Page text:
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Bacardi Ltd

Bacardi-Martini are one of the world’s largest wine and spirits groups. Bacardi produce a dozen varieties of its namesake rum and sell over 200 bottles a year in almost 100 countries. The company's brands include Bombay Sapphire gin, Martini & Rossi vermouth, Dewar's Scotch whisky, DiSaronno Amaretto, and B&B and Benedictine liqueurs. Other drinks by Bacardi include vodka, tequila, cognac, sparkling wine, and Hatuey beer. The descendants of founder Don Facundo Bacardi Masso own Bacardi.[1]

Bacardi employ more than 6,000 people and own 31 plants around the world. Ten of these plants are for producing Bacardi Rum. Martini and Noilly Prat are created in five plants and two plants produce Dewar’s and William Lawson’s Scotch Whisky. There are also five additional Malt Distilleries and nine production sites covering a wide range of brands.[2]


The history of Bacardi can be traced to 1862 when it was founded in Santiago de Cuba by a Frenchman and a Catalan. The company was registered on 2nd June 1862 by Bacardi brothers Jose and Facundo along with Frenchman Jose Leon Bouteiller.

Bacardi became nationally known on 10th November 1874 when Facundo bought out his brother and Boutellier, taking over the running of the distillery with his two sons. The distillery building was reportedly full of fruit bats which provided the inspiration for the Bacardi logo. The company made extraordinary earnings for a company producing rum by hand. In 1891 the company showed assets of 64,839.45 pesos.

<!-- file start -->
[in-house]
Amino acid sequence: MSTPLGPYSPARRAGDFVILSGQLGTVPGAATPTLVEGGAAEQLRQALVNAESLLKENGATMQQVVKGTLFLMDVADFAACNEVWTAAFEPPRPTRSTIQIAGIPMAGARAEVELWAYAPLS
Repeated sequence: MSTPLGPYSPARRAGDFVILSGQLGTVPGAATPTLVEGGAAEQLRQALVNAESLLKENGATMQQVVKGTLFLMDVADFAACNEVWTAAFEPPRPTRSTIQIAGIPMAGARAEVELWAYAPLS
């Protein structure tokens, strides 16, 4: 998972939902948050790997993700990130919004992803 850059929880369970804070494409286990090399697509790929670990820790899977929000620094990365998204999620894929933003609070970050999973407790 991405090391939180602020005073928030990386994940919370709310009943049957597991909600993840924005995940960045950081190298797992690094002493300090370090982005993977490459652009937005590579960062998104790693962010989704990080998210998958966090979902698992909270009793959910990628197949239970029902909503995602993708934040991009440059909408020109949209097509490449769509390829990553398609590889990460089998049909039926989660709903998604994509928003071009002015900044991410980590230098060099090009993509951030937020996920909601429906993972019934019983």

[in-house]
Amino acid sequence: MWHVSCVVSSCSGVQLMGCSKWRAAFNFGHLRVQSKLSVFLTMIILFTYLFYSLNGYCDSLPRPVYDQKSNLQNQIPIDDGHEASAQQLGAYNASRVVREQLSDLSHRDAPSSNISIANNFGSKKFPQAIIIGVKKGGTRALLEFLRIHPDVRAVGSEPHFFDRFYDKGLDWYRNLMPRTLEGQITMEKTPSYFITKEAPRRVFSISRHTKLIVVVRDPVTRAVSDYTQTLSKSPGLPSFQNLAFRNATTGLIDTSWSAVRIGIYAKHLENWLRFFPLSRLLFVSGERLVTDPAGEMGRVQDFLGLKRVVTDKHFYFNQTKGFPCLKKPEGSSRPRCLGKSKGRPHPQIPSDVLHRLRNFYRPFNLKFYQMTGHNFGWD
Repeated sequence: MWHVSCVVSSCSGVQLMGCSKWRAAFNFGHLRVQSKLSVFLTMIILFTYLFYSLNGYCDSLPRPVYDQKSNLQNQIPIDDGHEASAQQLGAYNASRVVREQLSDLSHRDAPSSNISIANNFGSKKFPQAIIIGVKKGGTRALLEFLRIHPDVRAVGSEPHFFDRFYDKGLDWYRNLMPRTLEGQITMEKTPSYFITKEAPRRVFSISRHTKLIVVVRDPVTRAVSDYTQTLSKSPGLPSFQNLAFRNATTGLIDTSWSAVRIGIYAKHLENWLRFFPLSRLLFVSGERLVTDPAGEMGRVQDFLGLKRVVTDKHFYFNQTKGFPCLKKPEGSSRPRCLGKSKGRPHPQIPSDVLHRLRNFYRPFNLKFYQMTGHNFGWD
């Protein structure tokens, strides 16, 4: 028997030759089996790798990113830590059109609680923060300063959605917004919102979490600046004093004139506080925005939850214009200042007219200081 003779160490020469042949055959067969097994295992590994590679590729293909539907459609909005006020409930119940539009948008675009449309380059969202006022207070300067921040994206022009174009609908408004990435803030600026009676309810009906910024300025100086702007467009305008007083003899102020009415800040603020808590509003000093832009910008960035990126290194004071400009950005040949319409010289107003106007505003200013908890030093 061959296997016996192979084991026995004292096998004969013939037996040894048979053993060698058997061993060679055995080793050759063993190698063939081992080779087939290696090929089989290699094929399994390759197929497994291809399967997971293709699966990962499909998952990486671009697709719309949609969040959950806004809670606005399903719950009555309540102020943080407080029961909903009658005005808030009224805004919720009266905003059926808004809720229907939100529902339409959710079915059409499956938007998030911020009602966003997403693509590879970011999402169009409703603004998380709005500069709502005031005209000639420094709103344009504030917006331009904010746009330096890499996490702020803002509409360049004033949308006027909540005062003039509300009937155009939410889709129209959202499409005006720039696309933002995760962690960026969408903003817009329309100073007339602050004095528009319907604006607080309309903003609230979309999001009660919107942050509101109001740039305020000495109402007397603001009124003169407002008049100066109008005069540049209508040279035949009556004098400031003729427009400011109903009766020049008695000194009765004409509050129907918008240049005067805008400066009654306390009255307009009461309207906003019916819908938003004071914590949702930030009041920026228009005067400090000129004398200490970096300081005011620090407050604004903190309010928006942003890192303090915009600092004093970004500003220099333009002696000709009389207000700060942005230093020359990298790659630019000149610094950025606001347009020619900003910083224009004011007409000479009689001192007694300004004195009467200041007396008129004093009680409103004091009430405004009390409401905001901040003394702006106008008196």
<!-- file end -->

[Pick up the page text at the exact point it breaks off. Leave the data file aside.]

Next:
In 1910 the company began bottling rum in Barcelona and in 1914 they opened a distribution office in New York. Bacardi’s earnings between 1913 and 1917 increased from 175,422.83 to 416,900.00 pesos. By 1921 Bacardi has assets amounting to 6 million pesos. In 1929 the company began bottling rum in Mexico and in 1936 they built a factory in Puerto Rico. In the 1940s Bacardi’s business in Puerto Rico and Mexico overtook those based in Cuba.

Prior to the Cuban revolution of 1959, Bacardi relocated the world registration of its trademark to the Bahamas. This made Bacardi a company without a national identity long before the days of transnational companies. By 1960 Bacardi had assets that totaled over $75 millon. By 1978 Bacardi had become the number one selling spirit brand in the United States. [3]

In 1992 the company unified its five strategic operating units by forming Bacardi Ltd which was incorporated and headquartered in Bermuda. In 1993 Bacardi Ltd acquired Martini & Rossi. In 1995 Bacardi Imports was officially renamed Bacardi-Martini U.S.A., Inc. [4]


Portman Group | European Alcohol and Health Forum | World Federation of Advertisers | Wine and Spirit Trade Association


Bacardi-Martini Limited Brands.[5]

  • Bacardi Rums.
  • Martini.
  • Bombay Saphire
  • Grey Goose
  • Bacardi Breezer
  • Noilly Prat
  • Dewar’s Whiskies
  • 42 Below Vodka
  • Cazadores Tequila

Bacardi-Brown Forman Brands

  • Jack Daniels
  • Southern Comfort
  • Finlandia Vodka
  • Chambord
  • Tuaca
  • Woodford Reserve